Nobody attracts trouble like Macro and he’s up to his neck in it almost by the end of page one, as if he wasn’t scarred enough already. You can just imagine Petronella rolling her eyes at him as he gets into one scrape after another. Macro has a formidable foe in this novel in the shape of the gangsters running the local protection rackets. He also joins a force to tackle unrest among the local tribes near Camulodunum. It’s difficult to know which is more deadly.

I’m not a particular fan of novels about gangsters and I discovered with The Honour of Rome that this also extends to Roman gangsters but I really enjoyed the descriptions of Londinium, a city in its earliest days. Barely any time at all has passed since the conquest – which involved Cato and Macro – and there is a real feel of the wild west about the place. It’s also mid Winter, which doesn’t help the feeling of desolation. The reader will be well aware that Boudica’s revolt looms at the time in which this novel is set and so there is extra interest in the references to Macro’s old friend, Boudica herself.

The Honour of Rome is full of action, fighting, military skirmishes and camaraderie between old soldiers. It’s difficult not to be carried along by Macro as he immerses himself in this new environment and finds his place. There is, to be warned, violence and cussing. I liked how this masculine world is also offset a little by the inclusion of the very likeable Petronella and the indomitable Portia.

I did find The Honour of Rome very entertaining as always. While not being my favourite of the series, it is always good to spend time with Macro and Cato, and the clues are there that make me want to read the next novel very much indeed.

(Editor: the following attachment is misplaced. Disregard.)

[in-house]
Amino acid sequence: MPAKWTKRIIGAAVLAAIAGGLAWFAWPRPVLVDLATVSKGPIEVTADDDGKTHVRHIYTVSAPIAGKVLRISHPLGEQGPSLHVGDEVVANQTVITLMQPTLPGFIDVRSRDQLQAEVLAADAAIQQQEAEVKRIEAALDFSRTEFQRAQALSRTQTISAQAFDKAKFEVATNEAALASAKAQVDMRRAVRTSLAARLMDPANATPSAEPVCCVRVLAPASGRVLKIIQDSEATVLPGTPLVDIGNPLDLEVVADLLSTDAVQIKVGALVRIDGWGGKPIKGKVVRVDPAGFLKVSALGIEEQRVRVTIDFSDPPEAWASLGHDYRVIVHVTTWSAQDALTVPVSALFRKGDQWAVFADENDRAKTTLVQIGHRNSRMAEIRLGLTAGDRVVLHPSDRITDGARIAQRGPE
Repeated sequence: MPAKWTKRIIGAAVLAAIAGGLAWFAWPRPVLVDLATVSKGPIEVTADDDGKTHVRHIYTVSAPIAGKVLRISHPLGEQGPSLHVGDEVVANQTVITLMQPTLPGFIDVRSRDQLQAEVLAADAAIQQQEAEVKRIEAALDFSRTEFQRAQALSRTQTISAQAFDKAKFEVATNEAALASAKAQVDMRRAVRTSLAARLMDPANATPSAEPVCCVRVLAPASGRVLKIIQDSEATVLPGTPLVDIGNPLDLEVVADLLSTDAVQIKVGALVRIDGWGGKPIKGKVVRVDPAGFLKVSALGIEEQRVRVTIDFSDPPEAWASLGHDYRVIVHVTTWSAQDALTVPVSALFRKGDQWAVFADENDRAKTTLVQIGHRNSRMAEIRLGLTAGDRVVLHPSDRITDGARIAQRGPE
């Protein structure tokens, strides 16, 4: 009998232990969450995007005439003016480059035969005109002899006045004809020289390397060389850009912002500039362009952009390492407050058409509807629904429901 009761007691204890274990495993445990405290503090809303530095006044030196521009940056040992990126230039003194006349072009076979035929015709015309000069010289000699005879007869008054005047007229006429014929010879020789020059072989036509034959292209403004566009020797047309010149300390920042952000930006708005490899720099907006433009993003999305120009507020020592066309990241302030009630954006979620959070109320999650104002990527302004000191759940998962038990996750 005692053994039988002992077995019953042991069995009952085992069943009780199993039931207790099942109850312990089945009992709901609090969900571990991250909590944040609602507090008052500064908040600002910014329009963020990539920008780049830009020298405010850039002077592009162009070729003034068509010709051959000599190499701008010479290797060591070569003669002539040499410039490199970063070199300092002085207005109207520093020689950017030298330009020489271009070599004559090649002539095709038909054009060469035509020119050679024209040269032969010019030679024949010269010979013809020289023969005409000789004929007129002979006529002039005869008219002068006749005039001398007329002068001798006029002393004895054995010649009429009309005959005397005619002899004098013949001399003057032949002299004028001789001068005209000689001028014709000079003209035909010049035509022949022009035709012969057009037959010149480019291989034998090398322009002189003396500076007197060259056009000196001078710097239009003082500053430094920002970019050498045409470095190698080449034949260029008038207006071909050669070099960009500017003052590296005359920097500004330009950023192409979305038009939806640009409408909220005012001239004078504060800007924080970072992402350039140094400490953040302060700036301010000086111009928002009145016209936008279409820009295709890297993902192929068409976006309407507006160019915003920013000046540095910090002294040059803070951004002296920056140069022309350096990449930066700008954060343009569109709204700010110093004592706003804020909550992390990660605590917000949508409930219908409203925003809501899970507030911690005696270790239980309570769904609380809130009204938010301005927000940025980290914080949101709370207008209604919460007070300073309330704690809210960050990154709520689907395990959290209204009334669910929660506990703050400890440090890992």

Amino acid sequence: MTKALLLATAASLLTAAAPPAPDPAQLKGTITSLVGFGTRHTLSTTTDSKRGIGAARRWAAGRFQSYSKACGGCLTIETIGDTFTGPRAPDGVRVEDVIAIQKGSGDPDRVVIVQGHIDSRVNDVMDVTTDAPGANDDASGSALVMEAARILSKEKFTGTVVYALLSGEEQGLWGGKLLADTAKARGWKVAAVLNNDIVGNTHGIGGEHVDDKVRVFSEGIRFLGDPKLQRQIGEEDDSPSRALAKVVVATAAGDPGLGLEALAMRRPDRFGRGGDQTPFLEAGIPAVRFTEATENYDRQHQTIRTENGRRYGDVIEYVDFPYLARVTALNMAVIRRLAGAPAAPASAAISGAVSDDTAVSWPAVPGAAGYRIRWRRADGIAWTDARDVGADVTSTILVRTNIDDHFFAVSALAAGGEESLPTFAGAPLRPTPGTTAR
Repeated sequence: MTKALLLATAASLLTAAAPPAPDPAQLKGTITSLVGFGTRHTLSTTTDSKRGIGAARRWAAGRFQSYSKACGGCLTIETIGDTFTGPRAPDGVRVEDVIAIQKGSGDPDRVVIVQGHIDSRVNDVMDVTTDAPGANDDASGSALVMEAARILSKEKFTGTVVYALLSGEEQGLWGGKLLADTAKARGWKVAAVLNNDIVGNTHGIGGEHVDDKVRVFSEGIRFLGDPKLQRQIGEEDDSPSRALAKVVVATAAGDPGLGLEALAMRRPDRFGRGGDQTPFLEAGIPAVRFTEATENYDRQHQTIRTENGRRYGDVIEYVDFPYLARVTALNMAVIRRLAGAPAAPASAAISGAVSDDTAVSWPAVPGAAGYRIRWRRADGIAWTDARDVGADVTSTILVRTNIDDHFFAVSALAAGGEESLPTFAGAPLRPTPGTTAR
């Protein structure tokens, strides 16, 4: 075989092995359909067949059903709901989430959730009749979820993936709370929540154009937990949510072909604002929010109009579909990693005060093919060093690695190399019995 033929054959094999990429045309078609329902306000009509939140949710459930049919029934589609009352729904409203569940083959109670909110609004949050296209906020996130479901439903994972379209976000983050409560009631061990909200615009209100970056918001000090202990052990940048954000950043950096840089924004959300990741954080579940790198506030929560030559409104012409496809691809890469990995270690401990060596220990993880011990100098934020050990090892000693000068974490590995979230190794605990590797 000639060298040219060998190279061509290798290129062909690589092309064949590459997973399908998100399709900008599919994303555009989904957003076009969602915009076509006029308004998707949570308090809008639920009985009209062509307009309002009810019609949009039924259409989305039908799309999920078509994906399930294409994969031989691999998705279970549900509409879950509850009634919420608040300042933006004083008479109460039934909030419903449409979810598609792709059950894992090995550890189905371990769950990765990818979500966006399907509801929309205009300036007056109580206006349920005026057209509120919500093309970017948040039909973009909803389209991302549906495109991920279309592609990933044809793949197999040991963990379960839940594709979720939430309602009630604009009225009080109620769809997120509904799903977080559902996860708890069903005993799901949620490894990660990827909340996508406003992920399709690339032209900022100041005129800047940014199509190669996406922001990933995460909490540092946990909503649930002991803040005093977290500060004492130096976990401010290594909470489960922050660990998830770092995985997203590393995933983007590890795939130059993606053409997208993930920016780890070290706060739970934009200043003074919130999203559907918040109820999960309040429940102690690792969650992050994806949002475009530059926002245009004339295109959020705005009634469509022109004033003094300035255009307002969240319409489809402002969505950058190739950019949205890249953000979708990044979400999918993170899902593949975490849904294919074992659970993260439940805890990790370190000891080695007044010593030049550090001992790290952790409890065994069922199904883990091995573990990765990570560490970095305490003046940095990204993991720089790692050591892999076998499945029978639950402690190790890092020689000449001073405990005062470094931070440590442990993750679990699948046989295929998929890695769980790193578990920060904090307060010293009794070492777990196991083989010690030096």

Other reviews
The Blood Crows
Brothers in Blood
Britannia
Invictus
Day of the Caesars

The Blood of Rome
Traitors of Rome
The Emperor’s Exile
With T.J. Andrews – Invader
Blackout

Vengeance by Anthony Riches

Hodder & Stoughton | 2021 (11 November) | 321p | Bought copy | Buy the book

It is December AD 192 and Marcus Aquila, known and loved by many in his disguise as Marcus Corvus, has returned to Rome, his identity once more hidden. He has a mission and it is a deadly one. The mentor of Marcus’s commander Scaurus has plans. His name is Pertinax. He is a respected and honoured member of the Senate and he and many like him have had more than enough of the megalomaniac gladiator emperor Commodus. The news that Commodus intends to murder Pertinax and many of his colleagues on New Year’s Day is the final desperate straw. But to kill Commodus, a man of Herculean strength, protected by his Praetorians, will take a soldier like no other. But Marcus Aquila is no ordinary man. His swordfighting skills in the arena and on the battlefield are legendary and his hatred and hunger for vengeance against Commodus are unequalled. The soldiers and politicians of Rome wait and watch in the wings. Each has an agenda and each will be merciless.

Where to start with my love of this series, Empire, by Anthony Riches…. This is the twelfth in the series and it continues the run of enthralling, hugely entertaining and involving action thrillers set during the reign of one of Rome’s most bonkers emperors (which is saying something). You don’t need to have read them all to enjoy Vengeance but, if you have, you’ll have more of an idea of why Marcus and Scaurus are prepared to embark on what is surely a suicide mission. The world of the early books in the series was kinder to Marcus in some ways – he had a family to support him in his exile. Now his world is smaller, focused and he is supported by his old comrades, Britons, Tungrians, Syrians, Greeks – many of whom are built like an ox. They all adore Marcus. Now they’re going to step into the lion’s den to keep him safe.